Representative Susan Wild

Representing the 7th District of Pennsylvania

‘I do not want anyone else to suffer:’ Congresswoman shares story of partner’s death by suicide to spur awareness

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June 26, 2019
In The News

It had been one month since Rep. Susan Wild’s “life partner,” attorney Kerry Acker had died, she told the House chamber on Wednesday night, as legislative business came to a close.

“What most people don’t know,” she revealed, “is that Kerry’s death was a suicide.”

In a brief but impassioned speech last night, Wild (D-Pa.) shared her family’s story as she called for legislators to address the “national emergency” of people coping with mental health issues.

“I do not want anyone else to suffer as he suffered, nor any family to suffer as mine has over the past month,” she explained.

Death by suicide is a leading cause of mortality in the United States, according to the Centers for Disease Control. There were more than 47,000 such deaths in 2017, according to CDC data, and the agency notesthat the age-adjusted suicide rate in 2017 was 33 percent higher than it was in 1999.

“Every community in our country has been touched in some sway by major mental health challenges,” she said. “Removing the stigma cannot just be a slogan. We need to make it real through our actions. That means building a future where people truly understand that they should feel no more shame over seeking treatment for this disease than seeking treatment for any other disease or medical condition.”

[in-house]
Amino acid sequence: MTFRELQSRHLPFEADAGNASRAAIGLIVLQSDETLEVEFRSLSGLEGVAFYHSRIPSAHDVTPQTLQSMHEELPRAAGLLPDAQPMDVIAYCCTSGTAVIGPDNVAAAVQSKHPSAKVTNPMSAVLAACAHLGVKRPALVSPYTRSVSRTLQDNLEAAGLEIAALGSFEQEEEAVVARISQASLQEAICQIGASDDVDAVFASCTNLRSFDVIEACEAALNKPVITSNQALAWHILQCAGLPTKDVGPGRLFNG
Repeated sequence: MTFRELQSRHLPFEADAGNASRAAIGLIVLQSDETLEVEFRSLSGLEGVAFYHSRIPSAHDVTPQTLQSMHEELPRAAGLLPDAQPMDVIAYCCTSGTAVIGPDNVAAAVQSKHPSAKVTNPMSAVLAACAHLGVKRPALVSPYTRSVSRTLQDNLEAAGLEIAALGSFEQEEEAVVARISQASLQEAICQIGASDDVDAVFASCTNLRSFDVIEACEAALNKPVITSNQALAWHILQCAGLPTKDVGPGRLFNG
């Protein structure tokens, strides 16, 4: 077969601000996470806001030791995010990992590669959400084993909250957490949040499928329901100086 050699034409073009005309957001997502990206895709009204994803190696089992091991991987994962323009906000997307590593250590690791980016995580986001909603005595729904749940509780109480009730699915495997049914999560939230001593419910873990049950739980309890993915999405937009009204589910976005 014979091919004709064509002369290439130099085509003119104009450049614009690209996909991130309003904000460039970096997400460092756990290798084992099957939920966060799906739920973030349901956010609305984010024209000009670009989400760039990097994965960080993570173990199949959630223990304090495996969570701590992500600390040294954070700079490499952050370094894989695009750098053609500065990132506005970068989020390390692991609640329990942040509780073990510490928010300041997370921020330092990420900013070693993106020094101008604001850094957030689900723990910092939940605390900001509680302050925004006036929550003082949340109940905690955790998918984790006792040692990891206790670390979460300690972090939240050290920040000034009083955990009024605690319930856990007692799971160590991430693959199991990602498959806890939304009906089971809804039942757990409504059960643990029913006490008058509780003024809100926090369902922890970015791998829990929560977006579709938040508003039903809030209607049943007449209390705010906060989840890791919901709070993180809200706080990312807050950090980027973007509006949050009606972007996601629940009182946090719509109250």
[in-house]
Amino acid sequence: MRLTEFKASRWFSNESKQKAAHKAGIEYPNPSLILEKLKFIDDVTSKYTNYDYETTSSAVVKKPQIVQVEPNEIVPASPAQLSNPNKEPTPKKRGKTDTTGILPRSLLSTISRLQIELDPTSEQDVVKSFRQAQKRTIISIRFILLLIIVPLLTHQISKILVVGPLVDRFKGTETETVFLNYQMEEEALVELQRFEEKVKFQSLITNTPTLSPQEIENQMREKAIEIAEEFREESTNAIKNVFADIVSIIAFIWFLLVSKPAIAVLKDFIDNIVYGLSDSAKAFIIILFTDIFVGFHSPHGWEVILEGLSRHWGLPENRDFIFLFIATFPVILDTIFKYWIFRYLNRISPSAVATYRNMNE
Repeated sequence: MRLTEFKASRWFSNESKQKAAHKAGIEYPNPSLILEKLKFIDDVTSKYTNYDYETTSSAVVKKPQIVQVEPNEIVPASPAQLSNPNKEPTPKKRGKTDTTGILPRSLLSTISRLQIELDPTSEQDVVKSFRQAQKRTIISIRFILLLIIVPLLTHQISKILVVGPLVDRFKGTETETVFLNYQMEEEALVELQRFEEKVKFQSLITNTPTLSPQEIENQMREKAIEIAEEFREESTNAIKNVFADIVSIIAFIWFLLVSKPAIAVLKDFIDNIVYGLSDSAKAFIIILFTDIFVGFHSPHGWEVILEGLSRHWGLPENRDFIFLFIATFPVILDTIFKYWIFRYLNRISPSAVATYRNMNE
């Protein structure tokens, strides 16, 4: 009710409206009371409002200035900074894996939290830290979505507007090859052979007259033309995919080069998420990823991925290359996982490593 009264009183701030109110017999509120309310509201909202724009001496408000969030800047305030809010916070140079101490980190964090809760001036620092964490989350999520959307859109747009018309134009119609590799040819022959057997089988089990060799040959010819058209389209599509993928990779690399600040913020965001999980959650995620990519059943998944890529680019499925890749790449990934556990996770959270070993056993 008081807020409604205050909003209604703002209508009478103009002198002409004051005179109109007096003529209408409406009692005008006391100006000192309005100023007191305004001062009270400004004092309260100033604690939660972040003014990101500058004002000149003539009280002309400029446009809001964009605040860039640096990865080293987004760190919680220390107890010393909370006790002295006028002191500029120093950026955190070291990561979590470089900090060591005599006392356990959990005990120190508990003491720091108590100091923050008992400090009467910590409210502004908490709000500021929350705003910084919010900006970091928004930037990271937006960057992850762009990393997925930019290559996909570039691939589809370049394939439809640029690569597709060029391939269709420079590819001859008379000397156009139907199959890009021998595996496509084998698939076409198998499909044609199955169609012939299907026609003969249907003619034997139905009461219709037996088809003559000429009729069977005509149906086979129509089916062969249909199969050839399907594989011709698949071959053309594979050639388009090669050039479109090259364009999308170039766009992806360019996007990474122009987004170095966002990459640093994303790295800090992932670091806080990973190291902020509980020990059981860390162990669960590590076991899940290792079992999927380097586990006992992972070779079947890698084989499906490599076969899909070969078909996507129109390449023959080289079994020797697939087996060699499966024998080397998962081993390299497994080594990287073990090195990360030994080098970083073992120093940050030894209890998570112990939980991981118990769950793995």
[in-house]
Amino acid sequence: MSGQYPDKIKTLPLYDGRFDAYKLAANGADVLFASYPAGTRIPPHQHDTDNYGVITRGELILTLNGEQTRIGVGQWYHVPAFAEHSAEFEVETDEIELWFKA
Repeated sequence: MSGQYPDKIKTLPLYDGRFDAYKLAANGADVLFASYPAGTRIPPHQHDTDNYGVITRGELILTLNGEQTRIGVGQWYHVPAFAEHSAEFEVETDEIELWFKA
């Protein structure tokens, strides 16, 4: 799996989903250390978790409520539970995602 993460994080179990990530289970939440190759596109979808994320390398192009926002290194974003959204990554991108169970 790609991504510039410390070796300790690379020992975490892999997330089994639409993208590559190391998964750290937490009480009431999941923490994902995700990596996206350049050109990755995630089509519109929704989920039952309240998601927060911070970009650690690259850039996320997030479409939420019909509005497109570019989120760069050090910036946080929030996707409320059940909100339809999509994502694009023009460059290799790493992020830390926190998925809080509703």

Wild implored people contemplating suicide to seek help and for their loved ones to not ignore possible warning signs and be proactive about offering help.

After her speech, colleagues rose and issued praise for the congresswoman on social media.

“I could not be more proud of my friend Susan Wild — showing such strength and courage,” fellow Pennsylvania congresswoman Madeline Dean (D) tweeted. “You selflessly channeled your grief into a powerful call to action. This call to action will make a difference in so many lives.”

Her son, Clay Wild, also shared the video of her speech on Twitter and praised her “characteristic courage and confidence.”

Speaking to The Washington Post on Thursday, Wild said that “I have always been the kind of person who finds it therapeutic to act on something or speak on something.”

“Initially I had thought about just writing something,” she said. “And then I realized that I really should use this public position that I have to bring as much awareness to the problem as possible.”

Wild recently co-sponsored of the Higher Education Mental Health Act of 2019, which seeks to address mental health concerns among students. The bill was announced on Wednesday, though not in connection with her speech. The legislation, introduced by Rep. David Trone (D-Md.) would create a commission to study mental health at institutions of higher learning, and to generate a report to the Department of Education about the causes of mental health issues on campus and the challenges of treating them. The commission would also generate a report that outlines the resources currently available to students and makes recommendations to the state and federal governments about how to improve care.

Wild said she was investigating other ways to use her powers as a congresswoman to address mental health. But she said her speech has already begun making a positive impact.

Personal stories poured in from both constituents and strangers on Thursday as footage of her speech spread across Twitter.

“So many of them included their own messages about a family member who had attempted or accomplished suicide,” Wild said. “I actually heard from two people today who are currently struggling right now and that seeing it really made them feel like there was some hope. So, I’m now doing my best to steer these people towards the places they need to go.”

“If one person’s life is saved from seeing it, or their families seeing it,” Wild said, “I will have accomplished what I wanted to accomplish.”

To reach the National Suicide Prevention Lifeline, call 1-800-273-TALK (8255). You can also text a crisis counselor by messaging 741741.